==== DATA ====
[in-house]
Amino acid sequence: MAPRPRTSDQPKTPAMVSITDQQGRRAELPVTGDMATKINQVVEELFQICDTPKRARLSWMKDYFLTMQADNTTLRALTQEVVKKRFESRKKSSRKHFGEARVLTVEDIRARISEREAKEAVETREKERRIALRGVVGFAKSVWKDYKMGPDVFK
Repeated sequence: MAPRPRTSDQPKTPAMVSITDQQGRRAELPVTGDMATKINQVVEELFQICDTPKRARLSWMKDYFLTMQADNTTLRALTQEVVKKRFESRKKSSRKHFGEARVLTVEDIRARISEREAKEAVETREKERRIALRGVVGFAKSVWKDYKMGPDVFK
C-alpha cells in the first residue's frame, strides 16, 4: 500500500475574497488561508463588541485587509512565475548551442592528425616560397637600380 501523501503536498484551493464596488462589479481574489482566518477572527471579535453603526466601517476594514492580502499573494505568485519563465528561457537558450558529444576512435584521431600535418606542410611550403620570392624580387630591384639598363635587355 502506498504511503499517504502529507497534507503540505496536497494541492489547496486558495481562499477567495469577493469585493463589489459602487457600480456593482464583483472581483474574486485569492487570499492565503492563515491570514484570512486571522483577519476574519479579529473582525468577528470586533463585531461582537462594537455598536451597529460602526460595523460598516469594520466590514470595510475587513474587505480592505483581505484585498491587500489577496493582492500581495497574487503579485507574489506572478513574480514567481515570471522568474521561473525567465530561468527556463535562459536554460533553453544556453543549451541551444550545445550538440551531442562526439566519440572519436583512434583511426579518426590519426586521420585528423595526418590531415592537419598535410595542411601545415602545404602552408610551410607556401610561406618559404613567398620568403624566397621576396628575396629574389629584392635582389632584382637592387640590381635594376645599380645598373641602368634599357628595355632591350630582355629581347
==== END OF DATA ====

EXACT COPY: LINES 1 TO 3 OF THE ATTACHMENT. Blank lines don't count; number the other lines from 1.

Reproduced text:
[in-house]
Amino acid sequence: MAPRPRTSDQPKTPAMVSITDQQGRRAELPVTGDMATKINQVVEELFQICDTPKRARLSWMKDYFLTMQADNTTLRALTQEVVKKRFESRKKSSRKHFGEARVLTVEDIRARISEREAKEAVETREKERRIALRGVVGFAKSVWKDYKMGPDVFK
Repeated sequence: MAPRPRTSDQPKTPAMVSITDQQGRRAELPVTGDMATKINQVVEELFQICDTPKRARLSWMKDYFLTMQADNTTLRALTQEVVKKRFESRKKSSRKHFGEARVLTVEDIRARISEREAKEAVETREKERRIALRGVVGFAKSVWKDYKMGPDVFK